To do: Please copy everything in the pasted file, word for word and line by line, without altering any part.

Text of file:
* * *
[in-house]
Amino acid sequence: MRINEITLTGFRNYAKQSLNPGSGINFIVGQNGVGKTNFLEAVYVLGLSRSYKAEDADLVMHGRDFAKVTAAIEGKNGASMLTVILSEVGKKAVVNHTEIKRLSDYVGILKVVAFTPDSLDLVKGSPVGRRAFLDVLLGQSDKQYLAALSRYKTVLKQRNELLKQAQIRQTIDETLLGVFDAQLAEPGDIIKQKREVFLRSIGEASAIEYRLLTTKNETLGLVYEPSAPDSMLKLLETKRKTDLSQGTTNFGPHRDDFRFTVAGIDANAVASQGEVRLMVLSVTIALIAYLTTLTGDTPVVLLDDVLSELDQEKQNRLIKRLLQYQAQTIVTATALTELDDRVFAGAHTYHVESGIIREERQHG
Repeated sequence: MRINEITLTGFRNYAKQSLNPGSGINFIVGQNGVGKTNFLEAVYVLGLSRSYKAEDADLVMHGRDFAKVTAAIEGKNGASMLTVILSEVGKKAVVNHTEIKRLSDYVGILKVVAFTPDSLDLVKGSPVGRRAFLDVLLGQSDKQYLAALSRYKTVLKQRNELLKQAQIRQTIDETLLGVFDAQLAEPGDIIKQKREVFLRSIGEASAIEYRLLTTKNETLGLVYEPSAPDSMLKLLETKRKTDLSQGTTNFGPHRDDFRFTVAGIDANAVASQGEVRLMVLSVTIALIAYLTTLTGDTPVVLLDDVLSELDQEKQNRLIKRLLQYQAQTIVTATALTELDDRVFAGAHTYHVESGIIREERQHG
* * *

[in-house]
Amino acid sequence: MRINEITLTGFRNYAKQSLNPGSGINFIVGQNGVGKTNFLEAVYVLGLSRSYKAEDADLVMHGRDFAKVTAAIEGKNGASMLTVILSEVGKKAVVNHTEIKRLSDYVGILKVVAFTPDSLDLVKGSPVGRRAFLDVLLGQSDKQYLAALSRYKTVLKQRNELLKQAQIRQTIDETLLGVFDAQLAEPGDIIKQKREVFLRSIGEASAIEYRLLTTKNETLGLVYEPSAPDSMLKLLETKRKTDLSQGTTNFGPHRDDFRFTVAGIDANAVASQGEVRLMVLSVTIALIAYLTTLTGDTPVVLLDDVLSELDQEKQNRLIKRLLQYQAQTIVTATALTELDDRVFAGAHTYHVESGIIREERQHG
Repeated sequence: MRINEITLTGFRNYAKQSLNPGSGINFIVGQNGVGKTNFLEAVYVLGLSRSYKAEDADLVMHGRDFAKVTAAIEGKNGASMLTVILSEVGKKAVVNHTEIKRLSDYVGILKVVAFTPDSLDLVKGSPVGRRAFLDVLLGQSDKQYLAALSRYKTVLKQRNELLKQAQIRQTIDETLLGVFDAQLAEPGDIIKQKREVFLRSIGEASAIEYRLLTTKNETLGLVYEPSAPDSMLKLLETKRKTDLSQGTTNFGPHRDDFRFTVAGIDANAVASQGEVRLMVLSVTIALIAYLTTLTGDTPVVLLDDVLSELDQEKQNRLIKRLLQYQAQTIVTATALTELDDRVFAGAHTYHVESGIIREERQHG